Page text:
Easing of blood donation restrictions on gay and bisexual men to be introduced in March

Easing of blood donation restrictions on gay and bisexual men to be introduced in March

RESTRICTIONS ON blood donations by gay and bisexual men in Ireland are to be changed next year, cutting the time they must abstain from sexual activity before being allowed to donate.

Currently, the Irish Blood Transfusion Service operates a one-year deferral system from last sexual contact with another man, but this is set to be reduced to four months in March 2022.

There was previously a lifelong deferral on men who have sex with men (MSM) from donating blood, before it was changed to one year in 2017.

The change comes following a report by an independent advisory group established by the IBTS to review such deferrals, while maintaining the safety of the blood supply.

The policy changes, announced today, Wednesday 22 December, will be introduced in two phases with the initial phase introduced by the end of March and the second phase introduced later that year.

The change to a four-month deferral is an interim measure while the IBTS introduces new technology, the Department of Health says, to replace the existing paper health and lifestyle questionnaire (HLQ) with an electronic questionnaire known as the Self-Assessment Health History (SAHH).

Phase two, the introduction of an individual assessment process for donors, will occur later in the year, making blood donation more inclusive.

The deferral of any person who is taking pre-exposure prophylaxis (PrEP), which reduces the risk of transmission of HIV by 99% when used correctly, will also be reduced from 12 months to 4 months and this deferral will remain in place after the introduction of the individual assessment.

Announcing the change in policy, Minister for Health Stephen Donnelly said:

"I am delighted to welcome this significant move by the IBTS, removing the barriers to blood donation that currently exist for men who have sex with men.

"To be a blood donor is to give a wonderful, life-saving and life-preserving gift to a person in their time of urgent need. I look forward to working with the IBTS to implement and publicise this important step. I would like to thank Professor Horgan for her important work.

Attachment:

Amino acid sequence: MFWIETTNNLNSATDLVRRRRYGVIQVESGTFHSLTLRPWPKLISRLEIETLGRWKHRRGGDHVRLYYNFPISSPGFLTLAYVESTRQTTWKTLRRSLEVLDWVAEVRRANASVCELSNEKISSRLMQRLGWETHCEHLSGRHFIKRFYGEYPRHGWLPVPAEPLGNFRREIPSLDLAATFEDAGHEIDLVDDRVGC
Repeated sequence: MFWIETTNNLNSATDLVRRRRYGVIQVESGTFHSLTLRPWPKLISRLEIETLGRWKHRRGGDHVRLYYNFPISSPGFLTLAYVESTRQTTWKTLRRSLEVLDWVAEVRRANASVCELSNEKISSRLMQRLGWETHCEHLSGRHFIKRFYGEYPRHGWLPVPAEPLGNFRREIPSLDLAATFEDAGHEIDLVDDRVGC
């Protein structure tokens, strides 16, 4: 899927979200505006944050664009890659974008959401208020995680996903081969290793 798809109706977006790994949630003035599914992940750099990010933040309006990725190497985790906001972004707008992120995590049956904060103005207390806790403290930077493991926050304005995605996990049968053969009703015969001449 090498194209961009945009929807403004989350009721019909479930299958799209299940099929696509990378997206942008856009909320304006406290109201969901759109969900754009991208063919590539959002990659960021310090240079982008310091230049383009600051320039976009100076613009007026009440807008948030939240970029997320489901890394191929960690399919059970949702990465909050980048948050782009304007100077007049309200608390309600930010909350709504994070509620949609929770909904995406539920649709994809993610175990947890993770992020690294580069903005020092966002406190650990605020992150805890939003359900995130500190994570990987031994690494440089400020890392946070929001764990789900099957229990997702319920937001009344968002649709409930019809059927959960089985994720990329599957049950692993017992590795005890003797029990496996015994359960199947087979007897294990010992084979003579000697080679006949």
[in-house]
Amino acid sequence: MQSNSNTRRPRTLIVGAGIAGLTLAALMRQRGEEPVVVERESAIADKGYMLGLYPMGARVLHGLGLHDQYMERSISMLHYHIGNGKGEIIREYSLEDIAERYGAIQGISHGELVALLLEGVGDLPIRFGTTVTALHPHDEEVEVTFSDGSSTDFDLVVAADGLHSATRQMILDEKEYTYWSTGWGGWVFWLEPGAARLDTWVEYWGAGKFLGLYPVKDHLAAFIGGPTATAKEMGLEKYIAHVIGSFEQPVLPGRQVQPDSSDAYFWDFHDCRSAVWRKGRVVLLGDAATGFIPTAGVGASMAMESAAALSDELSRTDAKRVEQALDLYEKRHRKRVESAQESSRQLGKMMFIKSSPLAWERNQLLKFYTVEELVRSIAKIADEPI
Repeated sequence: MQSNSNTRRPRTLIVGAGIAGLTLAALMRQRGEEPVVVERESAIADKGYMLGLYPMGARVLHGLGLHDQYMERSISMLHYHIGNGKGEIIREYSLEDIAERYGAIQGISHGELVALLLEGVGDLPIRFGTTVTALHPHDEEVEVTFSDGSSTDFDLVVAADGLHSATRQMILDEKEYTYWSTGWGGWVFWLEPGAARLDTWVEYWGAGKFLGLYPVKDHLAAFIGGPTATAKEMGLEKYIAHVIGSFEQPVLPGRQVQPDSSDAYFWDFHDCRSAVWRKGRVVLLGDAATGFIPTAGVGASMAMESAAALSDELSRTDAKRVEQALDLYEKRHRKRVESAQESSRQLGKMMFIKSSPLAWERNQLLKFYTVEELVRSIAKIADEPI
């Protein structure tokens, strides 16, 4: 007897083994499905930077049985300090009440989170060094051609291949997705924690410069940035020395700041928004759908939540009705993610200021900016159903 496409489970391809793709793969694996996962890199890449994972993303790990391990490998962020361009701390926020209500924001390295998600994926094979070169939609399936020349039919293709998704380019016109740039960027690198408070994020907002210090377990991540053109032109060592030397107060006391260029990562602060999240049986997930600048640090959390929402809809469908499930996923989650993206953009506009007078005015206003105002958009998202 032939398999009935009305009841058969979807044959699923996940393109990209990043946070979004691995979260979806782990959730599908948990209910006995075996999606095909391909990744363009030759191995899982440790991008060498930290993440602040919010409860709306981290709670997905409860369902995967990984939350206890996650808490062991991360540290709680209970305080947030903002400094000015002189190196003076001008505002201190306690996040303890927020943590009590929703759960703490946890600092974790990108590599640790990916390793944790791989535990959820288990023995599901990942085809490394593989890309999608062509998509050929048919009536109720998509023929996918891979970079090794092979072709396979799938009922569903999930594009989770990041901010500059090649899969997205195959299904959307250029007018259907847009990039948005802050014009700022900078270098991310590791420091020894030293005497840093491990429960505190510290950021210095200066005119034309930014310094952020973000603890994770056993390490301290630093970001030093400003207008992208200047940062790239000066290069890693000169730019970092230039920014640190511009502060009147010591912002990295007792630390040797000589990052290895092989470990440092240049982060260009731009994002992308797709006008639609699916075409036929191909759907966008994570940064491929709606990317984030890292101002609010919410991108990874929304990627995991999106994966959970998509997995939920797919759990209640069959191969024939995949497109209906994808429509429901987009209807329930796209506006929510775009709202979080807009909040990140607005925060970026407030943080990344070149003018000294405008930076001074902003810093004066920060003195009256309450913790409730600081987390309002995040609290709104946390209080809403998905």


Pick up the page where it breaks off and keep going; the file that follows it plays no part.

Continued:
Adam Shanley, MPOWER Programme Manager with HIV Ireland said he was delighted to be part of the advisory board that made the recommendation and said the announcement was a "welcome change in achieving a more inclusive approach" to blood donations by MSM.


This week, the IBTS announced that it had imported blood from the NHS for the second time this year due to shortages in supply of specific rare blood types in Ireland.

Stephen Field, Medical & Scientific Director at IBTS, said "it has been increasingly difficult to keep the blood supply at the level we need to see us through Christmas and New Year."

"Storm Barra resulted in a number of clinics being cancelled and that cost us approximately 300 donations.

"In recent weeks appointment cancellations and the high level of COVID-19 circulating in the community has made it difficult to fill all of our donation appointments. This means that for the last number of weeks we have been issuing more blood to hospitals than we have been able to collect."

This trend is being encountered by most blood services internationally, he said.

Stocks of the main Rh negative blood groups are under particular pressure, especially O negative which is considered the universal blood group and is always in demand.

"It has been a very tough couple of years for everyone but as hospital demand remains strong right up to Christmas, the demand for blood is as great as ever and we are urging donors to make an appointment to give blood.  If you receive a text message from us, please respond to the number provided to make an appointment," he added.